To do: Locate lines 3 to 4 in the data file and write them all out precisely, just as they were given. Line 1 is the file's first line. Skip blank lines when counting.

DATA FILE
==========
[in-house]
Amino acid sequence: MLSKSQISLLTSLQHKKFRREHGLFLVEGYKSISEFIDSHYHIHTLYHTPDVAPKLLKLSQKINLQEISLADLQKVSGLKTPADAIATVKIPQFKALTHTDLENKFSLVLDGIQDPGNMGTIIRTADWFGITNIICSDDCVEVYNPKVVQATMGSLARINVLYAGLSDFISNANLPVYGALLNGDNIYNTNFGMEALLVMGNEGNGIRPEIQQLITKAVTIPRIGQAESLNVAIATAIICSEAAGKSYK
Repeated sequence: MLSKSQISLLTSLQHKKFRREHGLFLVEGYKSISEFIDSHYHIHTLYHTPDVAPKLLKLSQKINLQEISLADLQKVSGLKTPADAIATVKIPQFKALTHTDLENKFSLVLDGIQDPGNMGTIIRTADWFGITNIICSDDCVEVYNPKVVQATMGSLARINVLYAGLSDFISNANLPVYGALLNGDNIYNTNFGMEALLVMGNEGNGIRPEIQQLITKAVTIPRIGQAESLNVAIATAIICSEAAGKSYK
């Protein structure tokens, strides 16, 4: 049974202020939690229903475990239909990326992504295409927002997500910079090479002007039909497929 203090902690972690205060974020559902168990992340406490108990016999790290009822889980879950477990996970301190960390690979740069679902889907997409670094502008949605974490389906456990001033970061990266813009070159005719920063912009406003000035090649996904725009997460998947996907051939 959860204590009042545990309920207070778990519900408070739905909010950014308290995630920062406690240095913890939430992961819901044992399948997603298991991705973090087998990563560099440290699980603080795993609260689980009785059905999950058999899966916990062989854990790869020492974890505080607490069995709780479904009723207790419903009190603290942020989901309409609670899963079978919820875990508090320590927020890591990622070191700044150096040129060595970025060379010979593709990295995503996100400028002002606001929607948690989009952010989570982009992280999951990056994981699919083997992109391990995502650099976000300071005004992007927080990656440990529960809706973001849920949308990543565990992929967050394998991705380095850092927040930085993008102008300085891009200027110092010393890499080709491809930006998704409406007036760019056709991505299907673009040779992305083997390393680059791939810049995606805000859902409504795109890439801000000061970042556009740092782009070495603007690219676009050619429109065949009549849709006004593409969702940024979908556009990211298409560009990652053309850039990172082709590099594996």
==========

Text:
Repeated sequence: MLSKSQISLLTSLQHKKFRREHGLFLVEGYKSISEFIDSHYHIHTLYHTPDVAPKLLKLSQKINLQEISLADLQKVSGLKTPADAIATVKIPQFKALTHTDLENKFSLVLDGIQDPGNMGTIIRTADWFGITNIICSDDCVEVYNPKVVQATMGSLARINVLYAGLSDFISNANLPVYGALLNGDNIYNTNFGMEALLVMGNEGNGIRPEIQQLITKAVTIPRIGQAESLNVAIATAIICSEAAGKSYK
């Protein structure tokens, strides 16, 4: 049974202020939690229903475990239909990326992504295409927002997500910079090479002007039909497929 203090902690972690205060974020559902168990992340406490108990016999790290009822889980879950477990996970301190960390690979740069679902889907997409670094502008949605974490389906456990001033970061990266813009070159005719920063912009406003000035090649996904725009997460998947996907051939 959860204590009042545990309920207070778990519900408070739905909010950014308290995630920062406690240095913890939430992961819901044992399948997603298991991705973090087998990563560099440290699980603080795993609260689980009785059905999950058999899966916990062989854990790869020492974890505080607490069995709780479904009723207790419903009190603290942020989901309409609670899963079978919820875990508090320590927020890591990622070191700044150096040129060595970025060379010979593709990295995503996100400028002002606001929607948690989009952010989570982009992280999951990056994981699919083997992109391990995502650099976000300071005004992007927080990656440990529960809706973001849920949308990543565990992929967050394998991705380095850092927040930085993008102008300085891009200027110092010393890499080709491809930006998704409406007036760019056709991505299907673009040779992305083997390393680059791939810049995606805000859902409504795109890439801000000061970042556009740092782009070495603007690219676009050619429109065949009549849709006004593409969702940024979908556009990211298409560009990652053309850039990172082709590099594996």